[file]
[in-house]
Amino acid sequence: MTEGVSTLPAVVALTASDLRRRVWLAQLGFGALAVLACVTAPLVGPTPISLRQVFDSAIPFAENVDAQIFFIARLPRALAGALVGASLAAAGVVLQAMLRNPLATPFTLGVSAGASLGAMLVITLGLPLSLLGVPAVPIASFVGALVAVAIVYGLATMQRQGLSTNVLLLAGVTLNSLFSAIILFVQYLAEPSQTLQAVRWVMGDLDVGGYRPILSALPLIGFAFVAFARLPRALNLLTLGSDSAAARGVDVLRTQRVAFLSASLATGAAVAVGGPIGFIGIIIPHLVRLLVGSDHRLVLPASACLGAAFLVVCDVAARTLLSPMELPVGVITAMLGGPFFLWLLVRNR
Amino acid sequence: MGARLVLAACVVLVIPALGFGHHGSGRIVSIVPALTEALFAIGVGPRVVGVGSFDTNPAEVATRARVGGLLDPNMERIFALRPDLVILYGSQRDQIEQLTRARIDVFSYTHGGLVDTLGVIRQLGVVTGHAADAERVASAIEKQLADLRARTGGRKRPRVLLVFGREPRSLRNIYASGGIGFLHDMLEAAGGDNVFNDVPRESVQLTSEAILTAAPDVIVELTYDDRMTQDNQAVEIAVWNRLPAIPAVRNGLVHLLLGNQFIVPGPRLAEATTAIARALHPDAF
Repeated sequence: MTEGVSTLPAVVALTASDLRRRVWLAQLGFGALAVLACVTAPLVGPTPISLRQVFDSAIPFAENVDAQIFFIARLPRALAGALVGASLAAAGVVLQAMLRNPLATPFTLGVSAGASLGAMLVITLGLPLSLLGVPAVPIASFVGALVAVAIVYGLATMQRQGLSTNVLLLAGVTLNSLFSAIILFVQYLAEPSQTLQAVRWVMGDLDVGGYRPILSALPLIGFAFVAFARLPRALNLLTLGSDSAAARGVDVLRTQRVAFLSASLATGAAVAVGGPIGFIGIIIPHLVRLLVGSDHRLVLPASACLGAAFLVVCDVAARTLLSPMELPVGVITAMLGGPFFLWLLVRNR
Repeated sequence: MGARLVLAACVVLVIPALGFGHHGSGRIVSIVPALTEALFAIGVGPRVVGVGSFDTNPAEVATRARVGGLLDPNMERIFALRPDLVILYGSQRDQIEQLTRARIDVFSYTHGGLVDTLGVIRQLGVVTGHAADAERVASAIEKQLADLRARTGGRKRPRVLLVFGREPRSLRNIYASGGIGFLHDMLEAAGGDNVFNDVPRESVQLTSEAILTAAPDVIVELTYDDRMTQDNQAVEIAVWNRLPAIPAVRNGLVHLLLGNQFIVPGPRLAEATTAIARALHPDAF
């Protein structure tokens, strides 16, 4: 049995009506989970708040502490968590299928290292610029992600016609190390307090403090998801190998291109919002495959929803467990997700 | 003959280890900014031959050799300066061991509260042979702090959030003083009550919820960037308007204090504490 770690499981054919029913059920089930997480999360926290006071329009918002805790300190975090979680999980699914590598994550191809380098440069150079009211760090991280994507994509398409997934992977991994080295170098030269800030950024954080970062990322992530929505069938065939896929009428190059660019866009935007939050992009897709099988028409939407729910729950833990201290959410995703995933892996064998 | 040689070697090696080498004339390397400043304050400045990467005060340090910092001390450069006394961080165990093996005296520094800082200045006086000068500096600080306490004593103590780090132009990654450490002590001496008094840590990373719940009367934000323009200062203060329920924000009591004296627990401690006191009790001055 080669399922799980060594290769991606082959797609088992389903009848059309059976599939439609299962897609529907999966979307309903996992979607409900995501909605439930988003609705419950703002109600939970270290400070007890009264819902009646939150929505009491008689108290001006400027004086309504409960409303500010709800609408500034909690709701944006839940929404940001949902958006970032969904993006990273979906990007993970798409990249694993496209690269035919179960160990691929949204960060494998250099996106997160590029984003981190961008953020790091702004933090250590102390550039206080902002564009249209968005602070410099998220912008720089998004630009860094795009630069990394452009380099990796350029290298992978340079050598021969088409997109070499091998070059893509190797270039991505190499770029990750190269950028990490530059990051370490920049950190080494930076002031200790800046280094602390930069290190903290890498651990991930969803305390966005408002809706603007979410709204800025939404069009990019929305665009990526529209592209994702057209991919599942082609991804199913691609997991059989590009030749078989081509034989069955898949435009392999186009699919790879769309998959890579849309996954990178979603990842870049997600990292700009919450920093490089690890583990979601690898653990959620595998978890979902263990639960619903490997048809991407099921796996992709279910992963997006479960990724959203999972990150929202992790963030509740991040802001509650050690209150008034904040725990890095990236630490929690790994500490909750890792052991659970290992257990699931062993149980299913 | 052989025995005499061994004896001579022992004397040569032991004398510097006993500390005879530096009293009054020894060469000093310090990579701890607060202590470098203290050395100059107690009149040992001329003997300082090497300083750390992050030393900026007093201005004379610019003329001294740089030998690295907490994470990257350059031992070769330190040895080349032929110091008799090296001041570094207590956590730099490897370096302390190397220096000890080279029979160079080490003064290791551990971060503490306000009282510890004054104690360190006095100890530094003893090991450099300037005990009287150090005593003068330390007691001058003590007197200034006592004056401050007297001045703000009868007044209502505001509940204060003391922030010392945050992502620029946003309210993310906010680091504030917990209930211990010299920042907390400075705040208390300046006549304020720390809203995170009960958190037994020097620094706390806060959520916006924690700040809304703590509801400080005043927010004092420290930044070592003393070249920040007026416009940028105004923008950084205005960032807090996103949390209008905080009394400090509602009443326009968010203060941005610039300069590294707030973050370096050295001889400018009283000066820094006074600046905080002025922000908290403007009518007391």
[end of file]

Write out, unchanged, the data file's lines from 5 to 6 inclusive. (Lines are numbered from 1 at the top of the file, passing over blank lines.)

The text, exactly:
Repeated sequence: MGARLVLAACVVLVIPALGFGHHGSGRIVSIVPALTEALFAIGVGPRVVGVGSFDTNPAEVATRARVGGLLDPNMERIFALRPDLVILYGSQRDQIEQLTRARIDVFSYTHGGLVDTLGVIRQLGVVTGHAADAERVASAIEKQLADLRARTGGRKRPRVLLVFGREPRSLRNIYASGGIGFLHDMLEAAGGDNVFNDVPRESVQLTSEAILTAAPDVIVELTYDDRMTQDNQAVEIAVWNRLPAIPAVRNGLVHLLLGNQFIVPGPRLAEATTAIARALHPDAF
């Protein structure tokens, strides 16, 4: 049995009506989970708040502490968590299928290292610029992600016609190390307090403090998801190998291109919002495959929803467990997700 | 003959280890900014031959050799300066061991509260042979702090959030003083009550919820960037308007204090504490 770690499981054919029913059920089930997480999360926290006071329009918002805790300190975090979680999980699914590598994550191809380098440069150079009211760090991280994507994509398409997934992977991994080295170098030269800030950024954080970062990322992530929505069938065939896929009428190059660019866009935007939050992009897709099988028409939407729910729950833990201290959410995703995933892996064998 | 040689070697090696080498004339390397400043304050400045990467005060340090910092001390450069006394961080165990093996005296520094800082200045006086000068500096600080306490004593103590780090132009990654450490002590001496008094840590990373719940009367934000323009200062203060329920924000009591004296627990401690006191009790001055 080669399922799980060594290769991606082959797609088992389903009848059309059976599939439609299962897609529907999966979307309903996992979607409900995501909605439930988003609705419950703002109600939970270290400070007890009264819902009646939150929505009491008689108290001006400027004086309504409960409303500010709800609408500034909690709701944006839940929404940001949902958006970032969904993006990273979906990007993970798409990249694993496209690269035919179960160990691929949204960060494998250099996106997160590029984003981190961008953020790091702004933090250590102390550039206080902002564009249209968005602070410099998220912008720089998004630009860094795009630069990394452009380099990796350029290298992978340079050598021969088409997109070499091998070059893509190797270039991505190499770029990750190269950028990490530059990051370490920049950190080494930076002031200790800046280094602390930069290190903290890498651990991930969803305390966005408002809706603007979410709204800025939404069009990019929305665009990526529209592209994702057209991919599942082609991804199913691609997991059989590009030749078989081509034989069955898949435009392999186009699919790879769309998959890579849309996954990178979603990842870049997600990292700009919450920093490089690890583990979601690898653990959620595998978890979902263990639960619903490997048809991407099921796996992709279910992963997006479960990724959203999972990150929202992790963030509740991040802001509650050690209150008034904040725990890095990236630490929690790994500490909750890792052991659970290992257990699931062993149980299913 | 052989025995005499061994004896001579022992004397040569032991004398510097006993500390005879530096009293009054020894060469000093310090990579701890607060202590470098203290050395100059107690009149040992001329003997300082090497300083750390992050030393900026007093201005004379610019003329001294740089030998690295907490994470990257350059031992070769330190040895080349032929110091008799090296001041570094207590956590730099490897370096302390190397220096000890080279029979160079080490003064290791551990971060503490306000009282510890004054104690360190006095100890530094003893090991450099300037005990009287150090005593003068330390007691001058003590007197200034006592004056401050007297001045703000009868007044209502505001509940204060003391922030010392945050992502620029946003309210993310906010680091504030917990209930211990010299920042907390400075705040208390300046006549304020720390809203995170009960958190037994020097620094706390806060959520916006924690700040809304703590509801400080005043927010004092420290930044070592003393070249920040007026416009940028105004923008950084205005960032807090996103949390209008905080009394400090509602009443326009968010203060941005610039300069590294707030973050370096050295001889400018009283000066820094006074600046905080002025922000908290403007009518007391």